Couples often reduce their speed while walking together, researchers report.
According to a new study, couples slow down even more when they hold hands.
The researchers looked at walking time and walking speed of 141 people from 72 pairs. Participants ranged in age from 25 to 79 who walked together, walked together with their hand, and walked individually. The settings included both clear and obstacle-filled routes.
“In our study, we focused on couples, as partners in committed relationships often offer essential support in promoting a healthy lifestyle, including exercise,” says Melissa Franks, associate professor of human development and family studies at Purdue University.
“We were hoping there wouldn’t be a reduction in speed when the partners walked together,” says Libby Richards, an associate professor of nursing. “We hoped that slower partners would speed up a faster partner, but that was not the case. However, it is important to note that any physical activity or walk – regardless of speed – is better than none. “
Richards says it’s common for people to walk or exercise with a spouse, partner, or friend, which increases the likelihood that someone will be active. We encourage Americans to reach the goal of 150 minutes of moderate activity each week.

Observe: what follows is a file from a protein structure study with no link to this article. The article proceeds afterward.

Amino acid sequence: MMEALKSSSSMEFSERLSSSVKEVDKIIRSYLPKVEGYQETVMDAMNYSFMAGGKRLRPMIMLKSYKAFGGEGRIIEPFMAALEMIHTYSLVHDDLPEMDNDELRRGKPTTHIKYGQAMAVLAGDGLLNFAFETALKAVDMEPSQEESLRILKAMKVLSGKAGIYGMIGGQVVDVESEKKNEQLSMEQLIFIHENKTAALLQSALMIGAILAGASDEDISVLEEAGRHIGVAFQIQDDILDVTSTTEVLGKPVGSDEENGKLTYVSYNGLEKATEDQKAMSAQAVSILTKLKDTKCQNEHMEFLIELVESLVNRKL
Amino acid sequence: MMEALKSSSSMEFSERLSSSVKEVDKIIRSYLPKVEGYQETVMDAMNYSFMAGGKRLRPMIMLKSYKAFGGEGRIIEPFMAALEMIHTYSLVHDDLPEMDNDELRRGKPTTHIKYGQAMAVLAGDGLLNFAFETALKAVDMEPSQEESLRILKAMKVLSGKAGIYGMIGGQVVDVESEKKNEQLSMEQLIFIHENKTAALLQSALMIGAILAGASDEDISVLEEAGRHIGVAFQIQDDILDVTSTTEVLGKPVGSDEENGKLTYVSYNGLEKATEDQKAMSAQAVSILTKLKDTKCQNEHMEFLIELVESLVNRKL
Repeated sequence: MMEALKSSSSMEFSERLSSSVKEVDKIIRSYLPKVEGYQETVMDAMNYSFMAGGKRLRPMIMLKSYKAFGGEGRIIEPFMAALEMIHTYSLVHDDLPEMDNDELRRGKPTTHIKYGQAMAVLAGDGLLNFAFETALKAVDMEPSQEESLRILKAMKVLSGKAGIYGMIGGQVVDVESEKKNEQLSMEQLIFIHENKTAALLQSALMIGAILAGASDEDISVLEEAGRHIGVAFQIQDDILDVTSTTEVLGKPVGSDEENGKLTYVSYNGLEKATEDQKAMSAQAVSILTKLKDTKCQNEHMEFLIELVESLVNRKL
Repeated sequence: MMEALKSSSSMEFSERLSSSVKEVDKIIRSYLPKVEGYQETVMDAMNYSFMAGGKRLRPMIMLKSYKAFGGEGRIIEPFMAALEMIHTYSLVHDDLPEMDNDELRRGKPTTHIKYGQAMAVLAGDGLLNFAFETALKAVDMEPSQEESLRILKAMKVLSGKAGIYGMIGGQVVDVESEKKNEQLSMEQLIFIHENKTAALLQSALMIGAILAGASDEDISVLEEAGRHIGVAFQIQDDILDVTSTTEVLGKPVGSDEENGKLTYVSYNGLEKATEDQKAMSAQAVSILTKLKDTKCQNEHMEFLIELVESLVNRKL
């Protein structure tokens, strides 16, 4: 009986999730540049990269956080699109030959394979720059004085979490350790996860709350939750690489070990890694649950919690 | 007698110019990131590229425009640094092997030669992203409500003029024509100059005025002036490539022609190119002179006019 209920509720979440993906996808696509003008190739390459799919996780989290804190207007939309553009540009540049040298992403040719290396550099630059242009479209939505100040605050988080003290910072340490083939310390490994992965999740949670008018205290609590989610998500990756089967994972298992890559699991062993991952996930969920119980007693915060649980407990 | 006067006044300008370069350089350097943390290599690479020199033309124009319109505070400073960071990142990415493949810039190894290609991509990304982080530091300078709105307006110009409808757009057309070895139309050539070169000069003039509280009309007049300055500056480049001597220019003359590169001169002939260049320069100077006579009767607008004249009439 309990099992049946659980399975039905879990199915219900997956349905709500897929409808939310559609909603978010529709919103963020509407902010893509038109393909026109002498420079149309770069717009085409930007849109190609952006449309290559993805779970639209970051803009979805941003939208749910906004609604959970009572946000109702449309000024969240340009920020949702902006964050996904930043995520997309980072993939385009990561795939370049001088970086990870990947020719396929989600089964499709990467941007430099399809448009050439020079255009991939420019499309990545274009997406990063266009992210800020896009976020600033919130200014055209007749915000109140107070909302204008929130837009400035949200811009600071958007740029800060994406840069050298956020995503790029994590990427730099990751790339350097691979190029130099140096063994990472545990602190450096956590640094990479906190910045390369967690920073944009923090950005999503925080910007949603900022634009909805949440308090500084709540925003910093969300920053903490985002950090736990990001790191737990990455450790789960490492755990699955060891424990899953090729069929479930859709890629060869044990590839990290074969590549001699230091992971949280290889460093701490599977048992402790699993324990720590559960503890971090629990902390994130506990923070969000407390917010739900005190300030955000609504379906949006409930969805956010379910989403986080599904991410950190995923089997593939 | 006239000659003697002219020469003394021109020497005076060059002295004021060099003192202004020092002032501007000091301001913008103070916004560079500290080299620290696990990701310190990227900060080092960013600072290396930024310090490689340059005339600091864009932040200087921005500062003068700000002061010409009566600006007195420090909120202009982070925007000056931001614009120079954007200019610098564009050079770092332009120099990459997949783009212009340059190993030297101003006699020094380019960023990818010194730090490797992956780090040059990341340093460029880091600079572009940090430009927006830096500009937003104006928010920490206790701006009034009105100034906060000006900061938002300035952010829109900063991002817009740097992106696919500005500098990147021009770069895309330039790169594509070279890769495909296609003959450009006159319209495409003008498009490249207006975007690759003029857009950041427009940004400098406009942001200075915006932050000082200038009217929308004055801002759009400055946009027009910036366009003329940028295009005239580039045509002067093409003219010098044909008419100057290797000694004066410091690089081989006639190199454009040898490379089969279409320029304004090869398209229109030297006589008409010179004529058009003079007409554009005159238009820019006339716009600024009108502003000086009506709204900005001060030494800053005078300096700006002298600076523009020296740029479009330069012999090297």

“If someone slows down significantly when walking with someone else, it could nullify some of the health benefits of walking alone faster,” Richards says.
There are many reasons to measure walking speed, says Shirley Rietdyk, a professor of health and kinesiology who specializes in biomechanics.
“Walking speed is important to measure because it’s related to overall health,” Rietdyk says. “Typical walking speed predicts the risk of falls, functional abilities, recovery from disability and mortality.
“Joint exercise interventions, including strength, coordination, and multimodal training, are effective in increasing walking speed,” he says. “These interventions can also slow down the onset of slower walking speeds and help slow down the loss of walking speed. No type of workout is better than another, so are the activities you are most likely to stick to. “
While walking is one of the easiest activities, people walk more slowly after aging and may need to find other fitness routines to stay active.
“Older adults who are more active tend to maintain walking speed,” Rietdyk says. “In other words, slower walking speed is not an inevitable aspect of aging. Older adults who walk more slowly have poorer health and poorer functional status. “
The study is published in the journal Gait and posture.
The work was funded by the Purdue Family Center and the American Nurses Foundation.
Source: Purdue University